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A Water Main Break, a Creek, and Other Work-From-Home Distractions

Posted by Molly DiBiancaOn June 15, 2012In: Telecommuting

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I'm working from home today but not by choice. Our office is quasi-closed today as a result a water main break just a few blocks away from our building in Wilmington, as shown in the video below by 6abc.

Of course, just because I can't go to the office to work doesn't mean I get to take the day off--the work still must be done. In the era of mobile computing and the paperless office, this does not present much of a technological challenge. I have ready access to everything I would have access to if I were sitting at my desk. Well, everything but my multiple-monitor computer set-up, I suppose.

But I digress. Which brings me back to my original point.

Working at home is hard. For me, anyway. I am too easily distracted. By the cat, who is as cute as can be and who just loves it when he's got a lap to sit in, pesky laptop be damned. By the bonsai tree that could use a meticulous pruning. By my car, which is calling to me at this very moment, asking that I give her a nice wash, followed by a leisurely drive with the top down.

Blue Heron


By the view from my deck of the Brandywine Creek, which is as beautiful and serene as one might imagine a lazy creek to be on a clear day in June. Or the Great Blue Heron who, and I am not making this up, is perched on a rock, looking for lunch, at this very moment.


Or the rose garden at the end of my street, which is in full bloom and beautiful beyond belief.


I live in a park, people! It's not my fault that I'm surrounded by all of these incredible distractions! Blame Mother Nature!


Josephine Rose Garden


But, again, I digress. The point that I am trying to get around to making is that, as a general rule, working from home really doesn't work for me. At my desk, I'm a disciplined, focused, work-generating fool of a task-master. But at home, I find that I mostly just walk in circles.


Maybe I'll read some news articles to help me find the working-from-home sweet spot. For example, the Top 10 Mistakes Everyone Makes When Working From Home on Forbes.com. Or How to Work From Home Without Losing Your Mind (or Your Job) by Ask a Manager's Alison Green at US News' On Careers blog. According to Attorney Marketing blog, 2% of lawyers work from home all of the time. And good for them--there are plenty of benefits of telecommuting for those who have the self-control to stay on task.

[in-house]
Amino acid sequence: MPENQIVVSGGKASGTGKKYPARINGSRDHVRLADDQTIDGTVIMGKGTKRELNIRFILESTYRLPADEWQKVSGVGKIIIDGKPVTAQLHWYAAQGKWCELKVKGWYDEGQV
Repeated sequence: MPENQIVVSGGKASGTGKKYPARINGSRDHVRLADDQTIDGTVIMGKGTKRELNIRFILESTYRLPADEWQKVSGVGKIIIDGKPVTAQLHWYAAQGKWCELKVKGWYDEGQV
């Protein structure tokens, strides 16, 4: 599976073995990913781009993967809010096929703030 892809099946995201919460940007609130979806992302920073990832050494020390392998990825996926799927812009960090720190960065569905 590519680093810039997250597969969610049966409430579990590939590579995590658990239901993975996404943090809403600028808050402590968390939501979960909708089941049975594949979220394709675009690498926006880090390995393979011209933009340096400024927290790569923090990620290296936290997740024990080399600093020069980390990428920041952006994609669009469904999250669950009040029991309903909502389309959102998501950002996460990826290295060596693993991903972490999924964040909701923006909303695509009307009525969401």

Or maybe I'll just get back to work. Wish me luck and have a great Friday, wherever you may be today!

Resources for Research on Work-Life Balance & Flexible-Work Arrangements

Posted by Molly DiBiancaOn August 4, 2009In: Family Responsibilities (FRD), Flextime, Telecommuting, Women In (and Out of) the Workplace, Women, Wellness, & Work-Life Balance

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Thanks to everyone who attended the audio conference on Caregiver Discrimination, presented by Adria B. Martinelli and Margaret M. DiBianca.  As promised during the conference, we're posting some of the many resources that are available online where employers can locate specific information and research to use in pitching the idea of Flexible Workplace Arrangements.

 

Two of the Leading Work-Life Centers

Workplace Flexibility 2010, at the Georgetown University Law Center, has a virtual tremendous amount of helpful resources,including A Fact Sheet on Flexible Work Arrangements and Flexible Work Arrangements: The Overview Memo.

Another leader in the field of work-life balance is the Sloan Work and Family Institute.  Here, you'll find a treasure trove of detailed information about flexible work arrangements, including an extensive compilation of Workplace Flexibility Case Studies.

 

U.S. DOL

The U.S. Department of Labor (DOL), has a good webpage on the topic of flexible workplace initiatives, where it links to several other great resources, including:

Article: "Incidence of Flexible Work Schedules Increases"
A Bureau of Labor Statistics (BLS) Monthly Labor Review article stating that from 1991 to 1997, the percentage of full-time wage and salary workers with flexible work schedules on their principal job increased from 15.1 percent to 27.6 percent. baby wearing headset

Article: "Flexible Schedules and Shift Work: Replacing the '9-To-5' Workday?"
Article from BLS' Monthly Labor Review Online.

Article: "Over One Quarter of Full-time Workers Have Flexible Schedules"
More information on flexible schedules.

Article: "Flexible Work Schedules: What Are We Trading Off to Get Them?"
More information on flexible schedules.

Article: "Executives most likely to have flexible work hours"
More information on flexible schedules.

Article: "Workers with Longer Workweeks Often Earn More Per Hour"
Article published by the Bureau of Labor Statistics stating that the weekly earnings of workers who work an extended workweek (between 45 and 99 hours) earn at least 32% more money than those who work a standard workweek (between 35 and 44 hours).

Index of BLS Reports on Workers on Flexible and Shift Schedules
A report from the Bureau of Labor Statistics on the trend towards flexible work schedules.

 

10 More (Great) Resources

The Center for Companies that Care is a national, not-for-profit organization "dedicated to enhancing the well-being of employees and communities."

Center for Women's Business Research "is the go-to source on the trends, characteristics, achievements, and challenges of women business owners and their enterprises."

Center for Work-Life Policy (CWLP), "undertakes research and works with employers to design, promote, and implement workplace policies that increase productivity and enhance personal/family well-being. CWLP is committed to promoting policies that enable individuals to realize their full potential across the divides of gender, race and class."

Corporate Voices for Working Families is a "non-profit corporate membership organization created to bring the private sector voice into the public dialogue on issues affecting working families."

The MIT Workplace Center is part of the MIT Sloan School of Management

Parenting in the Workplace Institute's  mission is "to promote, educate, and provide resources for successful implementation of parenting in the workplace structures nationally and worldwide."